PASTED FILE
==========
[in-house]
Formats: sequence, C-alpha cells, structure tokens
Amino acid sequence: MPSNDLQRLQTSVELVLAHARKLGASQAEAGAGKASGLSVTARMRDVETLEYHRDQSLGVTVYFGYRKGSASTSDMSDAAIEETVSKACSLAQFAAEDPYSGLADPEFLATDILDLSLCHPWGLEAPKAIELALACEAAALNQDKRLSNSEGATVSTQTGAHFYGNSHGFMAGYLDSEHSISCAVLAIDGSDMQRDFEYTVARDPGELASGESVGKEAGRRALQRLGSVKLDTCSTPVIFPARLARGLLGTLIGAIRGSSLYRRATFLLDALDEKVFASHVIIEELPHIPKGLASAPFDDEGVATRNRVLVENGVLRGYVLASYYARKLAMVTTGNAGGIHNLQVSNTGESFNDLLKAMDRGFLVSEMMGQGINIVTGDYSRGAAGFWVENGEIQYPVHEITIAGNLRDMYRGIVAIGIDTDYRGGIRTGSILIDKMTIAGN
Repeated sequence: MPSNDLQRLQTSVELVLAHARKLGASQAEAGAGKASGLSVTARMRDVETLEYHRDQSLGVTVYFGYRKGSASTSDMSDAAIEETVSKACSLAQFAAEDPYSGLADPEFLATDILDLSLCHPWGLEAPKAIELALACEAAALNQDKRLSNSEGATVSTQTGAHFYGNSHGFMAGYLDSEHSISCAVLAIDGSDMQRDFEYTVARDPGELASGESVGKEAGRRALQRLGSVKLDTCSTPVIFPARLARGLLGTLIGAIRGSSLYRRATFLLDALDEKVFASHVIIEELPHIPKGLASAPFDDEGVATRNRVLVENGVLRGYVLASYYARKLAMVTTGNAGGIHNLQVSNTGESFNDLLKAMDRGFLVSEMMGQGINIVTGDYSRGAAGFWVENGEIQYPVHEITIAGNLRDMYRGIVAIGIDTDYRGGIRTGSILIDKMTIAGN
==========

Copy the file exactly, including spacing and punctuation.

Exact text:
[in-house]
Formats: sequence, C-alpha cells, structure tokens
Amino acid sequence: MPSNDLQRLQTSVELVLAHARKLGASQAEAGAGKASGLSVTARMRDVETLEYHRDQSLGVTVYFGYRKGSASTSDMSDAAIEETVSKACSLAQFAAEDPYSGLADPEFLATDILDLSLCHPWGLEAPKAIELALACEAAALNQDKRLSNSEGATVSTQTGAHFYGNSHGFMAGYLDSEHSISCAVLAIDGSDMQRDFEYTVARDPGELASGESVGKEAGRRALQRLGSVKLDTCSTPVIFPARLARGLLGTLIGAIRGSSLYRRATFLLDALDEKVFASHVIIEELPHIPKGLASAPFDDEGVATRNRVLVENGVLRGYVLASYYARKLAMVTTGNAGGIHNLQVSNTGESFNDLLKAMDRGFLVSEMMGQGINIVTGDYSRGAAGFWVENGEIQYPVHEITIAGNLRDMYRGIVAIGIDTDYRGGIRTGSILIDKMTIAGN
Repeated sequence: MPSNDLQRLQTSVELVLAHARKLGASQAEAGAGKASGLSVTARMRDVETLEYHRDQSLGVTVYFGYRKGSASTSDMSDAAIEETVSKACSLAQFAAEDPYSGLADPEFLATDILDLSLCHPWGLEAPKAIELALACEAAALNQDKRLSNSEGATVSTQTGAHFYGNSHGFMAGYLDSEHSISCAVLAIDGSDMQRDFEYTVARDPGELASGESVGKEAGRRALQRLGSVKLDTCSTPVIFPARLARGLLGTLIGAIRGSSLYRRATFLLDALDEKVFASHVIIEELPHIPKGLASAPFDDEGVATRNRVLVENGVLRGYVLASYYARKLAMVTTGNAGGIHNLQVSNTGESFNDLLKAMDRGFLVSEMMGQGINIVTGDYSRGAAGFWVENGEIQYPVHEITIAGNLRDMYRGIVAIGIDTDYRGGIRTGSILIDKMTIAGN